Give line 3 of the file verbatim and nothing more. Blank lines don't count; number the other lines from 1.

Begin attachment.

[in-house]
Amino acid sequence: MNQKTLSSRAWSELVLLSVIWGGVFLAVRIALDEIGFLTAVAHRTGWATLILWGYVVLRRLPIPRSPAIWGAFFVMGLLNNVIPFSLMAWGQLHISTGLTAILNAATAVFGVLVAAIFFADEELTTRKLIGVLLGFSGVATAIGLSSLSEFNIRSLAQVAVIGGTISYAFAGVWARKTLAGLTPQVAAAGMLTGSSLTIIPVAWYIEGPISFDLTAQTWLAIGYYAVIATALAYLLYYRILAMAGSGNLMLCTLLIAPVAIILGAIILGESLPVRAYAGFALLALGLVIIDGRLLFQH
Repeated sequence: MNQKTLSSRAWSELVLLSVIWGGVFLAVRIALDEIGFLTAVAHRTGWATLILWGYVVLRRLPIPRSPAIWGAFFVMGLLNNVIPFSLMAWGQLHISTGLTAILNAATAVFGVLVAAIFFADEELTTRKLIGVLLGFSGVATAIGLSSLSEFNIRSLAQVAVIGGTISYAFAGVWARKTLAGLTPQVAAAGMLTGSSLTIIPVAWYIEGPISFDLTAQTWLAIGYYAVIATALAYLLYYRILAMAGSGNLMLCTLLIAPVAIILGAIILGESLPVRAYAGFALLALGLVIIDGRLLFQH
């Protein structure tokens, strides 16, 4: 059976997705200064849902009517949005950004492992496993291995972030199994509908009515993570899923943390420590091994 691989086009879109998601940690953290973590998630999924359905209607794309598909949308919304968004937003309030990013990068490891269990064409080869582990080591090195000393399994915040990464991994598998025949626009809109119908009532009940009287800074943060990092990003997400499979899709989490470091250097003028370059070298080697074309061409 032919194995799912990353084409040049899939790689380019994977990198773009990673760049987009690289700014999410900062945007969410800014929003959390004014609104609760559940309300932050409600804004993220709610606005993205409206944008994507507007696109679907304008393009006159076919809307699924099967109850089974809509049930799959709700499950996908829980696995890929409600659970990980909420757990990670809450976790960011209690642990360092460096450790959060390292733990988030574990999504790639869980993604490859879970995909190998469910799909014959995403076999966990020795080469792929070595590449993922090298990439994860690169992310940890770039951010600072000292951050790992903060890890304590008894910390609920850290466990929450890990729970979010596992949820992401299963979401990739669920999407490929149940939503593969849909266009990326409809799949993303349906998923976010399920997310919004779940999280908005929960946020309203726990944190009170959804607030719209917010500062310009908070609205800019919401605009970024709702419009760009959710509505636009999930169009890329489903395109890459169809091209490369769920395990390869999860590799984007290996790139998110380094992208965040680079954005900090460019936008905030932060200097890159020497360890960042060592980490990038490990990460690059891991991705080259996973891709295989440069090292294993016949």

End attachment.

Repeated sequence: MNQKTLSSRAWSELVLLSVIWGGVFLAVRIALDEIGFLTAVAHRTGWATLILWGYVVLRRLPIPRSPAIWGAFFVMGLLNNVIPFSLMAWGQLHISTGLTAILNAATAVFGVLVAAIFFADEELTTRKLIGVLLGFSGVATAIGLSSLSEFNIRSLAQVAVIGGTISYAFAGVWARKTLAGLTPQVAAAGMLTGSSLTIIPVAWYIEGPISFDLTAQTWLAIGYYAVIATALAYLLYYRILAMAGSGNLMLCTLLIAPVAIILGAIILGESLPVRAYAGFALLALGLVIIDGRLLFQH